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Chap. X.—Of Religion Towards God, and Mercy Towards Men; And of the Beginning of the World.
I have said what is due to God, I will now say what is to be given to man; although this very thing which you shall give to
man is given to God, for man is the image of God. But, however, the first office of justice is to be united with God, the
second with man. But the former is called religion; the second is named mercy or kindness;11461146
Humanitas. which virtue is peculiar to the just, and to the worshippers of God, because this alone comprises the principle of common
life. For God, who has not given wisdom to the other animals, has made them more safe from attack in danger by natural defences.
But because He made him naked and defenceless,11471147
[Φύσις κέρατα ταύροις
ὁπλὰς δ' ἒδωκεν ἲπποίς
τοι̑ς ἀνδράσιν φρόνημα, κ τ λ
Anacreon, Ode 2.] that He might rather furnish him with wisdom, He gave him, besides other things, this feeling of kindness;11481148 Hunc pietatis affectum. so that man should protect, love, and cherish man, and both receive and afford assistance against all dangers. Therefore kindness is the greatest bond of human society; and he who has broken this is to be deemed impious, and a parricide. For if we all derive our origin from one man, whom God created, we are plainly of one blood; and therefore it must be considered the greatest wickedness to hate a man, even though guilty. On which account God has enjoined that enmities are never to be contracted by us, but that they are always to be removed, so that we soothe those who are our enemies, by reminding them of their relationship. Likewise, if we are all inspired and animated by one God, what else are we than brothers? And, indeed, the more closely united, because we are united in soul rather than in body.11491149 Conjunctiores, quòd animis, quàm quòd (others read “qui”) corporibus. Accordingly Lucretius does not err when he says:11501150 [Modern followers of Lucretius may learn from him:—
Denique cœlesti sumus omnes semine oriundi;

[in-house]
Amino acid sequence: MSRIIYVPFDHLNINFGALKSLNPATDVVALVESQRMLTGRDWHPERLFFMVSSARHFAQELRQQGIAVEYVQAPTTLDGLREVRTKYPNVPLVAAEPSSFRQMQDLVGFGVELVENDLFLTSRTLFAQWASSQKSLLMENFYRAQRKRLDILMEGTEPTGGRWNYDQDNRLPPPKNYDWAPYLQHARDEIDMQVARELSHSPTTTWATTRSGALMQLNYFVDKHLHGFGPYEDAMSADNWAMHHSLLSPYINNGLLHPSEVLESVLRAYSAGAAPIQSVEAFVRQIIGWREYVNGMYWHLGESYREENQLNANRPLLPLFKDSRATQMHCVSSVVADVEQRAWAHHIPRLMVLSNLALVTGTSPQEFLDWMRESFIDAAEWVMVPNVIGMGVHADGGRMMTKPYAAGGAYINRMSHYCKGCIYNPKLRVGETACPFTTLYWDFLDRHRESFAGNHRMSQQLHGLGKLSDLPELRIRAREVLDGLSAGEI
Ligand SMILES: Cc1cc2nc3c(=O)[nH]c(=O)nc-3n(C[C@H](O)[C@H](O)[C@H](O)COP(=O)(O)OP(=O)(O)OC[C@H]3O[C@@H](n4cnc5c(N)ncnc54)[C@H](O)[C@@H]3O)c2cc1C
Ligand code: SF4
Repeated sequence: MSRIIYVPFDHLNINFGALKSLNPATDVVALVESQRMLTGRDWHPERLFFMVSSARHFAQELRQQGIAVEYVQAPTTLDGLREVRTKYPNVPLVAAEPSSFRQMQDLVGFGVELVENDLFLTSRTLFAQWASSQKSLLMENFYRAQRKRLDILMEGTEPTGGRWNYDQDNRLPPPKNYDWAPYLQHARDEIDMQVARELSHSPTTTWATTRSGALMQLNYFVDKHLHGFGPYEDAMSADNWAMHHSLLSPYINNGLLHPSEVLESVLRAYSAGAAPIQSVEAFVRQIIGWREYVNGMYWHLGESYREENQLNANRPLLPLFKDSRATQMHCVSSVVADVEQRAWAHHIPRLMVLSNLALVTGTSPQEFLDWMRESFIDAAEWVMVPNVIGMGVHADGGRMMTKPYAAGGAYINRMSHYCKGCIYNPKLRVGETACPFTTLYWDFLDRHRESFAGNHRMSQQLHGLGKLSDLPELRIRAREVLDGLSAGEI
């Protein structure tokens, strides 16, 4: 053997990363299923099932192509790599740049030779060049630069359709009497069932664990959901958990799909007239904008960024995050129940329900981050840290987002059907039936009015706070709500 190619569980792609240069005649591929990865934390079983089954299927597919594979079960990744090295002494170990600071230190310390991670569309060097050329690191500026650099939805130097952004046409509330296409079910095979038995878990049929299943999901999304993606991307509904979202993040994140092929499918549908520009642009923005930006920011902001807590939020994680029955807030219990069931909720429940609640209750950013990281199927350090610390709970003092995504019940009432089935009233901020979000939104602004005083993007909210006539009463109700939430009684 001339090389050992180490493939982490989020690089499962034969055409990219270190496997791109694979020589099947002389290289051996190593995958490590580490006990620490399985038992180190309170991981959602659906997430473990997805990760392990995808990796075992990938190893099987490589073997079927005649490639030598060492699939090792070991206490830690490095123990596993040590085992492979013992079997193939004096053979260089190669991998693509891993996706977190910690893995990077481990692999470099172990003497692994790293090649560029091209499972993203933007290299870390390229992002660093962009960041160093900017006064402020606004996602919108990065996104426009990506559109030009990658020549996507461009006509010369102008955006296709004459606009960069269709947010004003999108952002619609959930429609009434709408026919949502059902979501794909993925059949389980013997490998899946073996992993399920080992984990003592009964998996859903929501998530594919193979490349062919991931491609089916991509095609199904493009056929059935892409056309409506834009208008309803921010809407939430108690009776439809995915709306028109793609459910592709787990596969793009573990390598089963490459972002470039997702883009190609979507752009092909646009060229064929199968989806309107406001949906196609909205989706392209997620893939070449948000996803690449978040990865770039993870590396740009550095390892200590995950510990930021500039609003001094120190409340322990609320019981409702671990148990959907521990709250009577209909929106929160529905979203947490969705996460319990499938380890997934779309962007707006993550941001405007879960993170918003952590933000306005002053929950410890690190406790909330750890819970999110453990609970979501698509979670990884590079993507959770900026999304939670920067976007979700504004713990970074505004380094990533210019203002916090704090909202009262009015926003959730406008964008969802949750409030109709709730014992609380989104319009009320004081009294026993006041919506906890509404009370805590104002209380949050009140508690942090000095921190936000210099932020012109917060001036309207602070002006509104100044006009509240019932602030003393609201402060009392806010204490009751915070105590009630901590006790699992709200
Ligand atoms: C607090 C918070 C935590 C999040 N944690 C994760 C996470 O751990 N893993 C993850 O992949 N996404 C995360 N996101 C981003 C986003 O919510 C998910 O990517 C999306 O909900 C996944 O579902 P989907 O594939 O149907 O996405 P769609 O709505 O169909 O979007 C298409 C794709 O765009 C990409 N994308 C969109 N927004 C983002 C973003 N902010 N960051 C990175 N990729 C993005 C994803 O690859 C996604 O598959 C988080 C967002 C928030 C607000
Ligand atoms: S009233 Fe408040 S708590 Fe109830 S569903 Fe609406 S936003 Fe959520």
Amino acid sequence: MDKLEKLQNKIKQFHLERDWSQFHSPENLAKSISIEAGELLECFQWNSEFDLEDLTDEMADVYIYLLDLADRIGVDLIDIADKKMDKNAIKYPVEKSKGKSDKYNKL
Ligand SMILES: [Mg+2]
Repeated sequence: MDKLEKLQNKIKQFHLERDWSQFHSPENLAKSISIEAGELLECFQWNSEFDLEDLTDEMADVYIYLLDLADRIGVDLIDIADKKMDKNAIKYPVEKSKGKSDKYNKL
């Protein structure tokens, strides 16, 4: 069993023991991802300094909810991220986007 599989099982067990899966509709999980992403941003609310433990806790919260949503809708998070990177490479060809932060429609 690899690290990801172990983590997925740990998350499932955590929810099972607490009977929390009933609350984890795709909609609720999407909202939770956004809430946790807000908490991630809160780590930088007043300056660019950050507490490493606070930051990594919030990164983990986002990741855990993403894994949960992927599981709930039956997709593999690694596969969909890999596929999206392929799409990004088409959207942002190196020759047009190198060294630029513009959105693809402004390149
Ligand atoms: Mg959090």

Omnibus ille idem pater est.]
ii. 991. “In short, we are all sprung from a heavenly seed; all have that same father.” Therefore they are to be accounted as savage beasts who injure man; who, in opposition to every law and right of human nature, plunder, torture, slay, and banish.
On account of this relationship of brotherhood, God teaches us never to do evil, but always good. And He also prescribes11511151 Isa. lviii. 6, 7; Ezek. xviii. 7; Matt. xxv. 35. in what this doing good consists: in affording aid to those who are oppressed and in difficulty, and in bestowing food on those who are destitute. For God, since He is kind,11521152 Pius. wished us to be a social animal. Therefore, in the case of other men, we ought to think of ourselves. We do not deserve to be set free in our own dangers, if we do not succour others; we do not deserve assistance, if we refuse to render it. There are no precepts of philosophers to this purport, inasmuch as they, being captivated by the appearance of false virtue, have taken away mercy from man, and while they wish to heal, have corrupted.11531153 Dum volunt sanare, vitiaverunt. There is another reading: “dum volunt sanare vitia, auxerunt,” while they wish to apply a remedy to vices, have increased them. And though they generally admit that the mutual participation of human society is to be retained, they entirely separate themselves from it by the harshness of their inhuman virtue. This error, therefore, is also to be refuted, of those who think that nothing is to be bestowed on any one. They have introduced not one origin only, and cause of building a city; but some relate that those men who were first born from the earth, when they passed a wandering life among the woods and plains, and were not united by any mutual bond of speech or justice, but had leaves and grass for their beds, and caves and grottos for their dwellings, were a prey to the beasts and stronger animals. Then, that those who had either escaped, having been torn, or had seen their neighbours torn, being admonished of their own danger, had recourse to other men, implored protection, and at first made their wishes known by nods; then that they tried the beginnings of conversation, and by attaching names to each object, by degrees completed the system of speech. But when they saw that numbers themselves were not safe against the beasts, they began also to build towns, either that they might make their nightly repose safe, or that they might ward off the incursions and attacks of beasts, not by fighting, but by interposing barriers.11541154 Objectis aggeribus. “Agger” properly signifies a mound of earth or other material.